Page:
How 2017 became the year of Stephen King

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Stephen King once said, "Fiction is the truth inside the lie", and it's hard to debate that idea, especially when it comes from one of the most influential figures in modern pop culture. It's hard to overstate the sheer magnitude of King's influence. At the age of 70, with over 60 novels, 6 non-fiction books and close to 200 short stories to his name, Maine’s finest is the shadow that looms over everything in modern film, literature, and television. Thanks to his compulsively prolific nature and seemingly limitless imagination, King has crafted some of the 20th and 21st century's most popular and terrifying tales.

Everyone's got their favorite work of his: Perhaps you're a sucker for his supernatural work, like 'Salem's Lot or Pet Sematery. Maybe your preferences lie with his impeccably crafted short stories, like the near-perfect collection Different Seasons. You might be one of the many die-hard fans of his foray into genre-bending epic fantasy, The Dark Tower. It may be that you’re influenced by his essential toolbox of the craft of literature, On Writing.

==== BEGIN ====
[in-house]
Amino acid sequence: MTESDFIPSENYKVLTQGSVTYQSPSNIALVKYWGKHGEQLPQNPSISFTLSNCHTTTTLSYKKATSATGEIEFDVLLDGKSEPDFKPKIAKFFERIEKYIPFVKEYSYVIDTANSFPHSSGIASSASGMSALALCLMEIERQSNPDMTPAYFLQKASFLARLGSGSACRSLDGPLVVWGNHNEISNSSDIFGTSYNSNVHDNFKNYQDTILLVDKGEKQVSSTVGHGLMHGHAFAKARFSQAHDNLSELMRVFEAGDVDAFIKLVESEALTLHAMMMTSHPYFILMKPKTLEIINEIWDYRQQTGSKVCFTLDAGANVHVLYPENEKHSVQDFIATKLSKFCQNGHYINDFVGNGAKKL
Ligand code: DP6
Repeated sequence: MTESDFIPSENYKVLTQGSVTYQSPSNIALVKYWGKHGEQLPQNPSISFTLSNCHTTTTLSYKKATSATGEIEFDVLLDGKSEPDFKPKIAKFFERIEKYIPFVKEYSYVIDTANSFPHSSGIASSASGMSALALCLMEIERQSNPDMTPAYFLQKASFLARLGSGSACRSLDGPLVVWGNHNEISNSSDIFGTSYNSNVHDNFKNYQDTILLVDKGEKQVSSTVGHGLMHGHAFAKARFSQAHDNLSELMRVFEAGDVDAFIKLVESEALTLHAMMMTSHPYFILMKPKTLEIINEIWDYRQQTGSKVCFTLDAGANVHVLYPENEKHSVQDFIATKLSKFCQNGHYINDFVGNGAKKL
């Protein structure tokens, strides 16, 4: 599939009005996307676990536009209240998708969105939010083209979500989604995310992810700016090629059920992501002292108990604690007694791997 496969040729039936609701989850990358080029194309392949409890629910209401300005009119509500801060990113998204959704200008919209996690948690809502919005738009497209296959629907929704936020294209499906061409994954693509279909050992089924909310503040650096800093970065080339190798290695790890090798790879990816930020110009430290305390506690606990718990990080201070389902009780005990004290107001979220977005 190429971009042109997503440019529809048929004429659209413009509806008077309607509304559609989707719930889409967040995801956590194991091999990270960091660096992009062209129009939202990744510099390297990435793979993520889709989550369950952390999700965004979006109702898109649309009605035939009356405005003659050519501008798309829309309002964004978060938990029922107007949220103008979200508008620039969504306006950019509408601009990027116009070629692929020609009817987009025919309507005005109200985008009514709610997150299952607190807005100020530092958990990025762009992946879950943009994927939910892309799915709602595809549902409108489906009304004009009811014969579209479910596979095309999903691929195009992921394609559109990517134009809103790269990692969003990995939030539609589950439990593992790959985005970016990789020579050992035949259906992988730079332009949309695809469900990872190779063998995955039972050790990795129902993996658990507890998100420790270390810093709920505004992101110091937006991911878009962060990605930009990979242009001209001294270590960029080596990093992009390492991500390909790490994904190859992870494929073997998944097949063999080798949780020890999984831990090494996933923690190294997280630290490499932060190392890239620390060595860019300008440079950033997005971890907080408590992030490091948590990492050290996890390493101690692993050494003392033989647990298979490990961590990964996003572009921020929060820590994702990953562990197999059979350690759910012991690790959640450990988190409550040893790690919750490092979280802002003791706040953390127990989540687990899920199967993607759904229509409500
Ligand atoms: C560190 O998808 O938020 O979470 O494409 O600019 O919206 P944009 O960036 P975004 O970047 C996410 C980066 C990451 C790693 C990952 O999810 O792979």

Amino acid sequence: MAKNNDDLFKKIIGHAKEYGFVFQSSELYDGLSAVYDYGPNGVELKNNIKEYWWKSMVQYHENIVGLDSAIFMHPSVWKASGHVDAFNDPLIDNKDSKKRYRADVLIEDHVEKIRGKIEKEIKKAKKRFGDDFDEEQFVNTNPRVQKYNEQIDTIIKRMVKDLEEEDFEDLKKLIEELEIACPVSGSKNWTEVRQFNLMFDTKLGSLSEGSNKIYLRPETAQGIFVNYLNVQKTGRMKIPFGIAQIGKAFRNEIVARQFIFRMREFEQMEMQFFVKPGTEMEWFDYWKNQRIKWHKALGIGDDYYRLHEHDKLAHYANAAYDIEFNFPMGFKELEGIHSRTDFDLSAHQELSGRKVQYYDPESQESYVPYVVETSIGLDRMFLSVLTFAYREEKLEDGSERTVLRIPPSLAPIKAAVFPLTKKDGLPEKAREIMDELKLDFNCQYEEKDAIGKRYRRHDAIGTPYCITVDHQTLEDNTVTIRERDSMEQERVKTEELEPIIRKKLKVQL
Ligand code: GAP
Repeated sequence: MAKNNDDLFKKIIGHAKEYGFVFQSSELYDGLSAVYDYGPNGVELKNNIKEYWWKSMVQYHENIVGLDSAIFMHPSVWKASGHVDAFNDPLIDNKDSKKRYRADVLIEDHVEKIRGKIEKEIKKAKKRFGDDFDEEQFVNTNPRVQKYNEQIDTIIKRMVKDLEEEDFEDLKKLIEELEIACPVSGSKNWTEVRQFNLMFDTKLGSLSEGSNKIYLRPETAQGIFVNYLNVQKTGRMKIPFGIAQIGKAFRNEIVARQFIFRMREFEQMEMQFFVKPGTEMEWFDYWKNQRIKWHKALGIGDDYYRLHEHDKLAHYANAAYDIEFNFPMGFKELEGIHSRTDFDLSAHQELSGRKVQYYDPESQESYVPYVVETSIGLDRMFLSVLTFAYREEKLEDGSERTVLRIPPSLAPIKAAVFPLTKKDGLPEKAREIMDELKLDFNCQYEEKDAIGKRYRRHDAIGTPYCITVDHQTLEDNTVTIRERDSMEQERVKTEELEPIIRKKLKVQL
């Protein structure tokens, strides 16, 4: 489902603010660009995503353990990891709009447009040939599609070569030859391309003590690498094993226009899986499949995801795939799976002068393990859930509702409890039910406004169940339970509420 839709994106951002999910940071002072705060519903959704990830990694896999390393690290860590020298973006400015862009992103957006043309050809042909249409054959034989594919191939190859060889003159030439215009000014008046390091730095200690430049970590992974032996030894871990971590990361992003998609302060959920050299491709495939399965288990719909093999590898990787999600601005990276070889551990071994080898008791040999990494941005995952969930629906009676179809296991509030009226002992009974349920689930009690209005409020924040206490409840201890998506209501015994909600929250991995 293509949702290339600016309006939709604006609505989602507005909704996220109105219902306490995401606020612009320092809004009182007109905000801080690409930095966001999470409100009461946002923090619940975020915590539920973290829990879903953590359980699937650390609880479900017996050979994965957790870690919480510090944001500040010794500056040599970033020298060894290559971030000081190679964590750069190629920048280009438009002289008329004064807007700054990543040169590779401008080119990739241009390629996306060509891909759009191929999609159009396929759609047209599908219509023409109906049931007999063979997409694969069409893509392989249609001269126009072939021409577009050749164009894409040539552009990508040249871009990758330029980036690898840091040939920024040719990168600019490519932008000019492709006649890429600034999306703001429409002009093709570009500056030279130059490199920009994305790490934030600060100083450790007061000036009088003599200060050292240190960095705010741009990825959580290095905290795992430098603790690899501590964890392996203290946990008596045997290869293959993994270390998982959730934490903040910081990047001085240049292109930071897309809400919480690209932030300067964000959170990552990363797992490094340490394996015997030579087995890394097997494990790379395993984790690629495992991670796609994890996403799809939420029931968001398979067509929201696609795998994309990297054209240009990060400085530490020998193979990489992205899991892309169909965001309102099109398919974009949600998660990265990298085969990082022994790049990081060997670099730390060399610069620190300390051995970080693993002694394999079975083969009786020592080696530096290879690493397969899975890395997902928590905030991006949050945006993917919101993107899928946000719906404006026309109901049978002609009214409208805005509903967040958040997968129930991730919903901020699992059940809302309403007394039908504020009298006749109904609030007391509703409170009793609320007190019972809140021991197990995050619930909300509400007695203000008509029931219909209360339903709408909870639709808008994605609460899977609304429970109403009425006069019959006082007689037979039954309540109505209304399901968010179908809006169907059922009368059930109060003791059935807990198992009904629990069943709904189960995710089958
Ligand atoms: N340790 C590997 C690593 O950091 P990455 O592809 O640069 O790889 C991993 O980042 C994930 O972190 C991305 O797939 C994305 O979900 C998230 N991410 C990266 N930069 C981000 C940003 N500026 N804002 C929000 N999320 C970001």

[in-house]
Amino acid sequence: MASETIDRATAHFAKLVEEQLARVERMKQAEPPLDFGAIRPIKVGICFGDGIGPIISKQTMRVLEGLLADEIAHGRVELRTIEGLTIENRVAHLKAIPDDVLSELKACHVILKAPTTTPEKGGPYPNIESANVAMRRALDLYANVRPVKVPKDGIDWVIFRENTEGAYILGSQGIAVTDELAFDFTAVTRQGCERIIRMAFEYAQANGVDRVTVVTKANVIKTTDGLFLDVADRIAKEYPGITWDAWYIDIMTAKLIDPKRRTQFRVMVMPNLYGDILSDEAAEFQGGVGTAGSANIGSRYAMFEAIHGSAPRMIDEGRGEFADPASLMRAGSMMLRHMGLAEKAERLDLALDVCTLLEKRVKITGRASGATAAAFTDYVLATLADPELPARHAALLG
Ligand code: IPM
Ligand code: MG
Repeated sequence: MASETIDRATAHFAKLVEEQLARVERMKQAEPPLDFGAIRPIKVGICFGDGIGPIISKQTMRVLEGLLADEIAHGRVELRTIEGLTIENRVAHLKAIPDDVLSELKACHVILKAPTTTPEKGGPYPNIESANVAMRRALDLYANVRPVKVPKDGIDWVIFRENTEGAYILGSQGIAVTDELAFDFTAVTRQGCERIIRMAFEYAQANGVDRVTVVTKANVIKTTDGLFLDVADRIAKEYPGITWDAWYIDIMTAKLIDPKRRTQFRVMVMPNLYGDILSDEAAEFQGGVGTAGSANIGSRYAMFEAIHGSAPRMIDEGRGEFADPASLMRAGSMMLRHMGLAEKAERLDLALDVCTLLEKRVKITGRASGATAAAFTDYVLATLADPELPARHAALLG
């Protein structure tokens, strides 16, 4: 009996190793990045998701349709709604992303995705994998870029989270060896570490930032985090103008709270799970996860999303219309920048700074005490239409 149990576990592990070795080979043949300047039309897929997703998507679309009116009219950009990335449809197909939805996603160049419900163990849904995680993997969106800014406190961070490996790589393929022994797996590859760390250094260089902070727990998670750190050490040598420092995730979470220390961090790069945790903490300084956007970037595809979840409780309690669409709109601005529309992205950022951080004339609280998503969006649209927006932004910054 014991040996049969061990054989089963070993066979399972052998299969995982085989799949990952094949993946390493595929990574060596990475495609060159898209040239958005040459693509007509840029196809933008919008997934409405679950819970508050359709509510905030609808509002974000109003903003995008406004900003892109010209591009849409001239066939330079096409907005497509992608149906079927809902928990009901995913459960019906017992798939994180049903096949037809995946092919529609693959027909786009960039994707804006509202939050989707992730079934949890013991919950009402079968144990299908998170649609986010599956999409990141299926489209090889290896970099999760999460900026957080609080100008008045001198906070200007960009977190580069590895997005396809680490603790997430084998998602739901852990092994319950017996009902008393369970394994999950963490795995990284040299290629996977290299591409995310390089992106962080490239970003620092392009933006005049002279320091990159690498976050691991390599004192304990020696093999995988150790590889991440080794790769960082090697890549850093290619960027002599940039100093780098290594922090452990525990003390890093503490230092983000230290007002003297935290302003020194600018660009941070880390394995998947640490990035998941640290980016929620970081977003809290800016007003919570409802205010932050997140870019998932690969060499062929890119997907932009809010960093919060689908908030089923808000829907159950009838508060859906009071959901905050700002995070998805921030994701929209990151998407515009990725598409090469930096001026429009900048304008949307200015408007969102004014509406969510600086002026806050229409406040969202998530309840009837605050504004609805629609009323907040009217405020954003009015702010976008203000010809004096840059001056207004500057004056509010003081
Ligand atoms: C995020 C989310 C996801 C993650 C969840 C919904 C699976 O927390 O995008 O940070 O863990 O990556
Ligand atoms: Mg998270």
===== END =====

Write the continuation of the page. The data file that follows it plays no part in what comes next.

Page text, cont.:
Even people who haven’t read a single Stephen King work probably like his work in some form, thanks to the countless adaptations across stage, screen, and music. Like the foreboding figures of classic horror, King’s iconography is distinctive enough to be recognizable even to the untrained eye. There have been more King adaptations than I care to count, but 2017 has presented a distinctly varied selection of the worlds of King across film and television. No fewer than five adaptations will have made their way to audiences once the year wraps up: The Dark Tower, IT Part 1: The Loser’s Club, Gerald’s Game, Mr. Mercedes, and The Mist. And that's just the beginning of what could be a whole new age of King’s power.